While some tourist promoters worry the high price of gas could dampen the number of summer visitors, officials at Toronto Tourism say the more it costs to fill up a tank, the better their business.
“I THINK it will keep (Canadian) travelers in Canada, and more will come to Toronto instead of driving to the U.S.,” said Toronto Tourism spokeswoman Ellen Flowers. “And the weak Canadian dollar will bring Americans and Europeans to Canada.”
Indeed, while the price of gas in Toronto is about 80 Canadian cents per liter, which works out to just under 2 U.S. dollars per gallon — no great bargain — the American buck still goes a long way in Canada. That’s because, with the current exchange rate, the U.S. dollar is worth about $1.50 Canadian. And, with Canadian prices roughly equal to those in the U.S., the greenback stretches a long way past the gas pump in Canada.
Toronto is Canada’s number one tourist destination, with its vast array of multicultural festivals and restaurants and summer events including two jazz festivals, a comedy festival, a fringe theatre festival, the West Indian Caribana festival, authors festival and street fairs. More than 16 million people visit the city every year, Flowers said. And of those, more than 3.5 million are from south of the border.
Along with its big-city attractions, Toronto also boasts such a low crime rate and clean streets that actor Peter Ustinov once quipped that Toronto seemed like “New York run by the Swiss.”
Indeed, the very thought that high gas prices might impact on tourism came as a surprise to many Toronto tourist sites.
“I haven’t really thought about it,” said Francisco Alvarez, manager of media relations for Toronto’s Royal Ontario Museum. “In fact, we’re expecting a pretty good summer. The first quarter of this year has been better than the first quarter of 2000, so we’re relatively optimistic.”
Pain at the pump may be easing
Over on Canada’s east coast, which has some of the country’s highest gas prices, Cheryl Mouran, marketing administrator for Cape Breton Island Tourism in Nova Scotia, said gas prices might have some effect on travel to the island, but it may also deter Cape Bretoners from traveling to other parts of the Canadian Maritimes.
The price of gas on the island is about $2 a gallon (U.S. dollars), she explained, but in neighboring New Brunswick with its higher taxes, gas prices were topping $2.20 a gallon.
Mouran said the unseasonably long winter, which delayed the opening of many of the island’s resorts and golf courses, would have more of an effect on local businesses than the price of gas.
While Toronto expects gasoline’s topping off price to bring U.S. visitors north, in bordering New York State, the expectation is a good year for tourism even if there are fewer Canadians in the mix.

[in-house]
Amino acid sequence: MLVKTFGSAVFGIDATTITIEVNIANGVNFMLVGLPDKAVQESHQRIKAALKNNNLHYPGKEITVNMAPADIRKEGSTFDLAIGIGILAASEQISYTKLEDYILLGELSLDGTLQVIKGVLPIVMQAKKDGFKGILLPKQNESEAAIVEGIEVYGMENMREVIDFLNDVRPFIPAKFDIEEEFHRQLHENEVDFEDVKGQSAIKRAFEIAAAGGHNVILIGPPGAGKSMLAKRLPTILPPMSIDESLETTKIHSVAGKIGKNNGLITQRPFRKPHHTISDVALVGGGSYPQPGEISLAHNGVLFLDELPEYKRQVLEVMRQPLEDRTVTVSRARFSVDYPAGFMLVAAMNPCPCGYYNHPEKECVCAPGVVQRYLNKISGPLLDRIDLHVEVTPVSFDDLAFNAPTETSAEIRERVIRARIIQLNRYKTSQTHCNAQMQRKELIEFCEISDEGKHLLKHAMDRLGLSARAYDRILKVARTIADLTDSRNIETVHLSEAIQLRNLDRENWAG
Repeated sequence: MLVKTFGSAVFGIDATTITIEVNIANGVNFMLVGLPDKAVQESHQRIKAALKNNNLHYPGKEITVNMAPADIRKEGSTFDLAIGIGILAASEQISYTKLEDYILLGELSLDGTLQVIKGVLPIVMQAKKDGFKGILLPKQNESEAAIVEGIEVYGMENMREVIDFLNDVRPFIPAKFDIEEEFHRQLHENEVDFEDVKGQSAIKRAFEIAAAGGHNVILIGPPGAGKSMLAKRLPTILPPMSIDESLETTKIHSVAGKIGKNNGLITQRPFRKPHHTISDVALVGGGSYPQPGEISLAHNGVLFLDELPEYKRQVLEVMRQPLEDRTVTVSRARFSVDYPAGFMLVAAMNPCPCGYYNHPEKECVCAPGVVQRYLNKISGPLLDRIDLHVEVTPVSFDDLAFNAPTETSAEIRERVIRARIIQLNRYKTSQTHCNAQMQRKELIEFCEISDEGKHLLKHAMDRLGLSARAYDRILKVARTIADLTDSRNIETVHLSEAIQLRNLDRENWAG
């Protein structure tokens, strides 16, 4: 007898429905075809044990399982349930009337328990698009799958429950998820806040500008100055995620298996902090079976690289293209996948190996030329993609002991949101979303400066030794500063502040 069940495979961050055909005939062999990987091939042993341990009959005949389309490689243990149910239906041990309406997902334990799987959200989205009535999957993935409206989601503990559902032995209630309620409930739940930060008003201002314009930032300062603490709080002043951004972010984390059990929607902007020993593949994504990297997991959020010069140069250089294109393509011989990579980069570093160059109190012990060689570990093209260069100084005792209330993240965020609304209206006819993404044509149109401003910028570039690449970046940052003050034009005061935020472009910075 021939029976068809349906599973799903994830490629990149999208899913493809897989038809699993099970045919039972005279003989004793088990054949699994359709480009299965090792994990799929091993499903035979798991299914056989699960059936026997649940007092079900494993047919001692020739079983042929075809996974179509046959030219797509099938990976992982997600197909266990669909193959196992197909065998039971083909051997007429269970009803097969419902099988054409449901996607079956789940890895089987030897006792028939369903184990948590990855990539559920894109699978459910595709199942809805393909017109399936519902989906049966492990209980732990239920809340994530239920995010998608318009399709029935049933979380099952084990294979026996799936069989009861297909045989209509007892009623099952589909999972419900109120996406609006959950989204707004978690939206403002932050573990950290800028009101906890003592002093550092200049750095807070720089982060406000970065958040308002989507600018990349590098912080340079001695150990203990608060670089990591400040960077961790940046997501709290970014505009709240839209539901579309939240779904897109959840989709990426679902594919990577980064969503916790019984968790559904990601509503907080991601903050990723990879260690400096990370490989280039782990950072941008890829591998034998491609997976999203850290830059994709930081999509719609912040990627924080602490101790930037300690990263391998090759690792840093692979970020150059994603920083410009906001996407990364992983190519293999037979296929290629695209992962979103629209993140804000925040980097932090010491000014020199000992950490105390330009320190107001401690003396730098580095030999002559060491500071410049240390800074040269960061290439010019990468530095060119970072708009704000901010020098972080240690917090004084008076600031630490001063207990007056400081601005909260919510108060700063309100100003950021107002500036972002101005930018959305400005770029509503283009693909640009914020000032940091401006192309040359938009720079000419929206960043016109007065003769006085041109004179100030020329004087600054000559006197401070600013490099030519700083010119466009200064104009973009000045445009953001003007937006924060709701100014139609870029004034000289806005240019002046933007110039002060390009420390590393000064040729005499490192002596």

InsertArt(1025630)Eric Scheffel, the state’s tourism spokesman, said they have seen six consecutive years of increases in tourist traffic and the jobs that service them.
“We have world class destinations, so I don’t see why that would change,” he said.
Indeed, from 1995-1999, the last year for which the state has available figures, tourist traffic to New York State has jumped from 103.5 million to 126.4 million.
“We get a lot of visitors from neighboring states, and the U.S. northeast is a densely populated area so visiting from there doesn’t involve a lot of travel,” he explained.
The falling value of the Canadian dollar compared to the U.S. buck has dampened some Canadian travel, though. In 1996, more than 2.6 million Canadians visited the Empire State, but since then that number has dipped to about 2.2 million.
However, Scheffel said with gateways to New York running from Niagara Falls to the state’s border with Quebec, “I don’t see any major change” in the number of Canadians visiting New York.
As in the U.S., where gas prices vary from state to state, and even municipality to municipality, Canadian gas prices fluctuate based on local taxes and competition.
Europe’s tolerant motorists
In Canada, gas prices include two national taxes - an excise tax on all fuels and an 8 percent sales tax - as well as a specific gas consumption tax levied by all provinces and territories which varies from a low of less than one U.S. cent per gallon in the northern Yukon Territories to about 3 cents a gallon in Newfoundland.
Additionally, some cities like Vancouver, Victoria and Montreal, add on a local transit tax, and the province of Quebec adds its sales tax onto the price.
“Overall, Canadian consumers are paying a reasonable price for gas which, exclusive of taxes which make up an average 42 percent of the price, are as low or lower than any in the world,” said Peter Dyne of the Consumers Association of Canada.
Because of lower taxes, Alberta, the Texas of Canada, “consistently has the lowest gas prices in the country,” said Michael Ervin of M.J. Ervin Consulting Company.
While some people claim there is more competition in gas pricing in the U.S., while others say Canadian prices are more flexible, Canadian cities like Toronto are generally viewed as more likely to compete in penny pricing wars than rural areas.
“Canadians are very concerned with price and will change outlets for as little as 2/10s of a cent difference in price,” he explained.